Understand the changes that occur in foods when they are cooked and that some foods have additives to enhance taste/colour etc.
A chemical change (cooking) takes place if:
- There is a new substance made
- The process is irreversible
- An energy change takes place.
- Antioxidants stop foods from reacting with oxygen
- Food colours give food an improved colour
- Flavour enhancers improve the flavour of a food
- Emulsiers help oil and water to mix and not separate.
- Hydrophobic and hydrophilic nature of emulsifying agents
- Understand the action of heat on baking powder.
- baking powder helps make cakes rise.
- CO2 turns lime water cloudy.
- egg or meat changes when cooked - shape of protein molecules changed.
- Potato is easier to digest if it is cooked
Word equation for the decomposition of sodium hydrogencarbonate
- 'sodium carbonate + CO2 + water
- 2NAHCO3→ NA2CO3 + CO2 + H2O
- Make a range of esters and research their uses.
- that alcohols react with acids to make an ester + water.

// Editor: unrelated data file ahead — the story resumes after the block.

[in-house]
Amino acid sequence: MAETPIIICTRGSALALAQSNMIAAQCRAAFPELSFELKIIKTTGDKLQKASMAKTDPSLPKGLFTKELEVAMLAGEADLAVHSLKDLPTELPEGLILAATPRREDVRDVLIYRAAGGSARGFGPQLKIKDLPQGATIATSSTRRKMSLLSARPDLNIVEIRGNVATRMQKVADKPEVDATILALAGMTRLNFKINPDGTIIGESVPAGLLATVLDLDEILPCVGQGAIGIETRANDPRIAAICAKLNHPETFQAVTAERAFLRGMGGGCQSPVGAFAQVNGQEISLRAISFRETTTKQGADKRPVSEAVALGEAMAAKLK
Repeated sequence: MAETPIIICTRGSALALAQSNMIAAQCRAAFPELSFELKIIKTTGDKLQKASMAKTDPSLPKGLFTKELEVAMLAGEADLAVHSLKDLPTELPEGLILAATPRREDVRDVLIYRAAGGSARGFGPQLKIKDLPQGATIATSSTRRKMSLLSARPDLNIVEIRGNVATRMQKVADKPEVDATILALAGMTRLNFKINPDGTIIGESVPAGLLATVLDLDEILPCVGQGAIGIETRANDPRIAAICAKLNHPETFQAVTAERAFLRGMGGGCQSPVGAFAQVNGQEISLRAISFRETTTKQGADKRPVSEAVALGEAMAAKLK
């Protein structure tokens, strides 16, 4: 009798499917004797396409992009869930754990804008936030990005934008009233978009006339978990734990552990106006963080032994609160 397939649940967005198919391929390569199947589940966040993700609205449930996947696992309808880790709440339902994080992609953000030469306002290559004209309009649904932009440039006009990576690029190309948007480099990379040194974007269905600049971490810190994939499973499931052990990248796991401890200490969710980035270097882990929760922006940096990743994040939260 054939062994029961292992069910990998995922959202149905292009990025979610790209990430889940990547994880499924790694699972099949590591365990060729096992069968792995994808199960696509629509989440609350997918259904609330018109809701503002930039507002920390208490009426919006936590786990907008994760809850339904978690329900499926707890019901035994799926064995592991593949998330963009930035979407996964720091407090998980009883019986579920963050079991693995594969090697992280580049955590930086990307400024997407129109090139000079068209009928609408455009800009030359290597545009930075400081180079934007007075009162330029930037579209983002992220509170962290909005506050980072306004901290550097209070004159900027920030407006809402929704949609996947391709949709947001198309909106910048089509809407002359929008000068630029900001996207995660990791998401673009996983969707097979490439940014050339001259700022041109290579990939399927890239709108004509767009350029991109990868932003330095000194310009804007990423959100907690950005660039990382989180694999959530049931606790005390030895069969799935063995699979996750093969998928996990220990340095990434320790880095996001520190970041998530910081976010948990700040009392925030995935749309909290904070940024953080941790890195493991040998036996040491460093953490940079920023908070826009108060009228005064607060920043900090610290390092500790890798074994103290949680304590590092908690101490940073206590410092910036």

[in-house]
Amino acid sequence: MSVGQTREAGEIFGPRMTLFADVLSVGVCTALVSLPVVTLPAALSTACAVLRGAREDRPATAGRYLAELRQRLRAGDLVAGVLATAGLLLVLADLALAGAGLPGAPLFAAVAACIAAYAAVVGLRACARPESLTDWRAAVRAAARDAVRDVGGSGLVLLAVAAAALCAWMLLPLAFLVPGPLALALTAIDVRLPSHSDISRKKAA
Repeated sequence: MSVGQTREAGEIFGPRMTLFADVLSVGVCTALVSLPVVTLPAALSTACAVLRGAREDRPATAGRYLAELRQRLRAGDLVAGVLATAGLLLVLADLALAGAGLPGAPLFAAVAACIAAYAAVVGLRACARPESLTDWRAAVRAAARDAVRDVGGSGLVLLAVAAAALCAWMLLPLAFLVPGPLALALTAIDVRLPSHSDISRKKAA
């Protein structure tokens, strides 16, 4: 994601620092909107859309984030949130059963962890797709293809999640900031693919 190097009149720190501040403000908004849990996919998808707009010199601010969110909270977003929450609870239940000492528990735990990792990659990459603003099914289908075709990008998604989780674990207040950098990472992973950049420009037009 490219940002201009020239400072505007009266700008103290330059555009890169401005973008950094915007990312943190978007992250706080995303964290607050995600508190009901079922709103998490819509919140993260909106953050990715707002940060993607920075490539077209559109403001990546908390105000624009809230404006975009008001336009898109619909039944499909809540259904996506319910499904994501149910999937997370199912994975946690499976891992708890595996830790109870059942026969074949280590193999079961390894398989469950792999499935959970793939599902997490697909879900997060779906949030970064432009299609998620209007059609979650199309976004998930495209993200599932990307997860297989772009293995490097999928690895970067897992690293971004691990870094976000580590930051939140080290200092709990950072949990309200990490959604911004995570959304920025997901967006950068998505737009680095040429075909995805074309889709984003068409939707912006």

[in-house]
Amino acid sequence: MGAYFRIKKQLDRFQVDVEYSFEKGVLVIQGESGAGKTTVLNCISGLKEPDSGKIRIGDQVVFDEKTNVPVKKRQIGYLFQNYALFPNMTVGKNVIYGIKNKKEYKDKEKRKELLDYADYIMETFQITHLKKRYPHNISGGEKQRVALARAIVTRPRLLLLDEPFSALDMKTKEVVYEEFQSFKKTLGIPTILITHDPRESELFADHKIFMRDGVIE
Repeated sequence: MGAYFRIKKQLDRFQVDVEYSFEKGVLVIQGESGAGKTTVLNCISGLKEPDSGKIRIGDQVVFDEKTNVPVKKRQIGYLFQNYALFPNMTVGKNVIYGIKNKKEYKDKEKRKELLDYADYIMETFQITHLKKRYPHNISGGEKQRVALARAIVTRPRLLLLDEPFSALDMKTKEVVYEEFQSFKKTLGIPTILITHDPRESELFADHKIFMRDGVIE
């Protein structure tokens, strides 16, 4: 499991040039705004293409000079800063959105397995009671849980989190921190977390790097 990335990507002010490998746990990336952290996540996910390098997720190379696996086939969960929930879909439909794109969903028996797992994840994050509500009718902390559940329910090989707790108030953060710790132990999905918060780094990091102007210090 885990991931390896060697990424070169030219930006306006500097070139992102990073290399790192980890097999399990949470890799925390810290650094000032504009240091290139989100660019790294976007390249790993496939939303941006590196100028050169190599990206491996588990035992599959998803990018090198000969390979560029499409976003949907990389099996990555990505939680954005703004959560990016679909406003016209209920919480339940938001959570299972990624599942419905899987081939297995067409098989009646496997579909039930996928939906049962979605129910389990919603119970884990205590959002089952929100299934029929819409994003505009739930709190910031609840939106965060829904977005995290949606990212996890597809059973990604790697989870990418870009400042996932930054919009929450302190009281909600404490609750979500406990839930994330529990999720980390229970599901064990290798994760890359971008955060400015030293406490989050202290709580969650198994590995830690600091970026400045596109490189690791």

- Perfumes evaporates easily,non-toxic, does not react with water, does not irritate the skin, insoluble in water.
- Which liquids are solvents for nail varnish
- Describe different views on cosmetic testing on animals.
- Understand the terms solvent, solute, solution, soluble and insoluble
- Paints are colloids and the different parts of a paint.
- What happens when paint dry
- The properties and some uses of thermochromic paints
- The properties and some uses of phosphorescent paints
- Describe how paints dry
- emulsion paints = water based paints that dry when the water evaporates.
- oil paints dry when the solvent evaporates, the oil is oxidised by oxygen
Ingredients of a paint:
- solvent thins the paint and makes it easier to spread
- binding medium sticks the pigment in the paint to the surface
- Pigment is the substance that gives the paint its colour.
- oil paints: have the pigment dispersed in an oil
- paint = colloid where the particles are dispersed with particles of a liquid but are not dissolved.